[erlang-questions] Adoption of perl/javascript-style regexp syntax

Kevin Scaldeferri <>
Wed Jun 3 20:53:59 CEST 2009

On Jun 2, 2009, at 11:02 PM, Richard O'Keefe wrote:

> On 3 Jun 2009, at 5:09 pm, Kevin Scaldeferri wrote:
>> So, you'd like it to be Perl, then?
> No, absolutely the complete and total reverse.
> Perl is a horrible example of how to do it WRONG.
> Perl doesn't do any of the things I have stressed as important.
> In fact, it goes about as far as it can in the opposite direction.

I shamefully admit to mostly making the comment to get a rise out of  
you, but in fact the things you were asking for that I responded to:

> There are several stages in the compilation of a regular
> expression, at least notionally:
> 	linear representation -> AST
> 	AST -> matching engine
> It's good that Reia has a clue about regular expression literals
> (as AWK did).  It would be even better if it _also_ provided an
> API for the AST, so that one could say
> 	"I want that regular expression followed by this string
> 	 followed by that regular expression."
> It would be nice to tag the matches one wants with atoms rather
> than invisible integers.  And so on.

are provided by perl.  Regexs in Perl are in no way strings.  They are  
AST-like data structures, created during the compile phase, which are  
fed into the matching engine during the run phase.  (Yes, you can  
coerce a string into a regex at runtime, but that's not the general  
behavior of the built-in syntax.)

You can compose regex objects in just the way you describe:

$re1 = qr/abc/
$re2 = qr/123/
$re3 = qr/${re1}asdf${re2}/

You can have a named capture:


> I just want to be able to compute them *AS* regular expression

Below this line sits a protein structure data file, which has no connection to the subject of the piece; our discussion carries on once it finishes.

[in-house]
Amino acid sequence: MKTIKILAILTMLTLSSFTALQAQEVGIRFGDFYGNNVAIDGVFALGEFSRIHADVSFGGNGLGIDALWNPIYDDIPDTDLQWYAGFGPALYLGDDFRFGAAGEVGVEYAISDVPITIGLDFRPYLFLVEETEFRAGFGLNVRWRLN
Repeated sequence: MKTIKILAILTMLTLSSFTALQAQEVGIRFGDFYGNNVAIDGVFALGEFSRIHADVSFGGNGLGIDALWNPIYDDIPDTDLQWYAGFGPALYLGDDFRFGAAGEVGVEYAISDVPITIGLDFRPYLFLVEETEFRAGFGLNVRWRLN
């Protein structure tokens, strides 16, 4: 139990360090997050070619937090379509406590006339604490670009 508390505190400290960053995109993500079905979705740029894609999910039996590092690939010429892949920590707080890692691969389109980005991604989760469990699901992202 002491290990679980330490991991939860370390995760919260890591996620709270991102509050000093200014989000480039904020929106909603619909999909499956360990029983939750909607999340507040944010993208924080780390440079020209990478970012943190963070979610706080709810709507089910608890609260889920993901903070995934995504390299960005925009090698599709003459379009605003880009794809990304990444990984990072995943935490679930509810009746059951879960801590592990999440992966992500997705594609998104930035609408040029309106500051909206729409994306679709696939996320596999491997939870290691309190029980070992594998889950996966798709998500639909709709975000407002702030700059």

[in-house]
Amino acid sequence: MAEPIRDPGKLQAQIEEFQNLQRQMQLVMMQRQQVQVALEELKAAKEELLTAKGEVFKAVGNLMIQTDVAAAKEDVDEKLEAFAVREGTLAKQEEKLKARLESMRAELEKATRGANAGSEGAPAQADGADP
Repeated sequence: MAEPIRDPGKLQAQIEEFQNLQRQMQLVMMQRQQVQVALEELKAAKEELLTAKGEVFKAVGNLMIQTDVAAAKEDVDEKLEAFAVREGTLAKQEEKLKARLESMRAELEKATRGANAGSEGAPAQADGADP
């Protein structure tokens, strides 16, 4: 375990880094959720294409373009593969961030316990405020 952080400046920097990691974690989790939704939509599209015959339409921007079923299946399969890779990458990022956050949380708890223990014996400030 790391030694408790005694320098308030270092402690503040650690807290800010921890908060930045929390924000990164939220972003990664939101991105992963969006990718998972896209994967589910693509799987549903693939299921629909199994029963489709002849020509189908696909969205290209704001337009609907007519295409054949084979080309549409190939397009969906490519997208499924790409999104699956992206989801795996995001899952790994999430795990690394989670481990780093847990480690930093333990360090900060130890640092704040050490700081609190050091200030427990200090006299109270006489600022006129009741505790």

> values, not as strings.  It's like XML:  if you want to build
> XML, strings are a horrible way to do it.

Well, fortunately regexes in perl are only strings insomuch as any  
source code construct is a string.

> Take a real example from an AWK script.
> /^[a-zA-Z][a-zA-Z0-9.]*[         ]*<-[   ]*function/
> I'd like to be able to write this:
> opt_space() -> {star,{cset," \t"}}.
> letters() -> "a-zA-Z".
> continuers() -> "0-9." ++ letters().
> identifier() -> {seq,{cset,letters()},{star,{cset,continuers()}}}.
> operator(X) -> {seq,opt_space(),X,opt_space()}.
> pattern() ->
>    {seq,bol,identifier(),operator("<-"),"function"}.
> It's longer, but in a complete program, I'm likely to have a use
> for most of these bits, and I am _certainly_ going to find it
> easier to get this right one step at a time.
> Do you see any Perl here?  I don't.

$opt_space = qr/[ \t]*/;
$letters = qr/[a-zA-Z]/;
$continuers = qr/[0-9\.]|${letters}/;
$identifier = qr/${letters}${continuers}*/;

sub operator {
   $x = shift;

$larrow = operator("<-");
$pattern = qr/^${identifier}${larrow}function/;

So, other than your opposition to a concise syntax, I'm not really  
seeing your point.


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